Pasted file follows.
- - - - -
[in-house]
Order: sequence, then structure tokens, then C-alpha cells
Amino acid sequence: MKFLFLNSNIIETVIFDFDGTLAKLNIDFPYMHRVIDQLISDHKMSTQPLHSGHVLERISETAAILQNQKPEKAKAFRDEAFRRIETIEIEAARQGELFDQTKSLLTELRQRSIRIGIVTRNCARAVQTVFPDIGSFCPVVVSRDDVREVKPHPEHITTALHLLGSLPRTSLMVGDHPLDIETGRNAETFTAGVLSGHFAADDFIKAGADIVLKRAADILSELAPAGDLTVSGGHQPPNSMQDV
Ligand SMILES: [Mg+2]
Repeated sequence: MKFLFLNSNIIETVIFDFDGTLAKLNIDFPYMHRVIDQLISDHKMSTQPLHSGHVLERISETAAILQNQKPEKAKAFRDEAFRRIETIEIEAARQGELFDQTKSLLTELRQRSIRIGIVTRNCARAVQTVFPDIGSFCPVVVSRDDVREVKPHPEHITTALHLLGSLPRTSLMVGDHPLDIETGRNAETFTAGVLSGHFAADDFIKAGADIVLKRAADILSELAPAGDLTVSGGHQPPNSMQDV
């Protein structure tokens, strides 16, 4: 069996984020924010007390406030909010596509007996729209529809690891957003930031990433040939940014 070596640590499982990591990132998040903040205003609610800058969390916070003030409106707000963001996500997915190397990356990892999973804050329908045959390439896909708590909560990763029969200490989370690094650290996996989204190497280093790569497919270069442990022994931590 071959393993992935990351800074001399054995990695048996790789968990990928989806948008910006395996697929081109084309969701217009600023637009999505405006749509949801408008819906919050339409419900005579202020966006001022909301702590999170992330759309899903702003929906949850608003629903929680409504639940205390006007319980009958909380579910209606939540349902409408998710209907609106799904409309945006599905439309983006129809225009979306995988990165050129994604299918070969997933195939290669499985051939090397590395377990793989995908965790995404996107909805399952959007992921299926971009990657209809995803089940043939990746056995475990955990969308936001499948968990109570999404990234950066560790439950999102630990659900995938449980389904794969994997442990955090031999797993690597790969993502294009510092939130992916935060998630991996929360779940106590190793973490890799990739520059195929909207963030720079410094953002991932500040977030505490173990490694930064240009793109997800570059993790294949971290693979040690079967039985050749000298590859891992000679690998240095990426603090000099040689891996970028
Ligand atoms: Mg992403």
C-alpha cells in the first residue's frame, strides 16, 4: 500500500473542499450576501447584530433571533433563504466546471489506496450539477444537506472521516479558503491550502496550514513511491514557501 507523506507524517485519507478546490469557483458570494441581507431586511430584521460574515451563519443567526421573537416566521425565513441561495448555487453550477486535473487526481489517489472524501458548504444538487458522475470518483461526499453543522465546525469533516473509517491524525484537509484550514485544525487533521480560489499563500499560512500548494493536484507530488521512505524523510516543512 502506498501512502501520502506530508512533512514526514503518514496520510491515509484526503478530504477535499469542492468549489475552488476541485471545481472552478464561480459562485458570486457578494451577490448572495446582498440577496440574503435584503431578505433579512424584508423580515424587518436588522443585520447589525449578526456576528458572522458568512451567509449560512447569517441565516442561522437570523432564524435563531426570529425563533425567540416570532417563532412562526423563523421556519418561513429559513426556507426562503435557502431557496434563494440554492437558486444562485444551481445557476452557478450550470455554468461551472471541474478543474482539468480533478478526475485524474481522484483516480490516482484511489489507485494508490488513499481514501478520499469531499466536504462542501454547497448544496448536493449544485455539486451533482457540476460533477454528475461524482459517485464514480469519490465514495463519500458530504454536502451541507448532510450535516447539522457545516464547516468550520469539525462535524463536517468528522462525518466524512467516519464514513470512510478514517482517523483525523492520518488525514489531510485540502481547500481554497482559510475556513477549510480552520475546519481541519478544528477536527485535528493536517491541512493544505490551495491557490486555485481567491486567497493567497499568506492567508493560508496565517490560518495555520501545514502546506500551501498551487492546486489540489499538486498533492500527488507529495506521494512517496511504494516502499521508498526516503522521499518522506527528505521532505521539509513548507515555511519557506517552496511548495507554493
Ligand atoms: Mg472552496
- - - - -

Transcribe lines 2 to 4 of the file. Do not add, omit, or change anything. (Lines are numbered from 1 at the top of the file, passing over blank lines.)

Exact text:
Order: sequence, then structure tokens, then C-alpha cells
Amino acid sequence: MKFLFLNSNIIETVIFDFDGTLAKLNIDFPYMHRVIDQLISDHKMSTQPLHSGHVLERISETAAILQNQKPEKAKAFRDEAFRRIETIEIEAARQGELFDQTKSLLTELRQRSIRIGIVTRNCARAVQTVFPDIGSFCPVVVSRDDVREVKPHPEHITTALHLLGSLPRTSLMVGDHPLDIETGRNAETFTAGVLSGHFAADDFIKAGADIVLKRAADILSELAPAGDLTVSGGHQPPNSMQDV
Ligand SMILES: [Mg+2]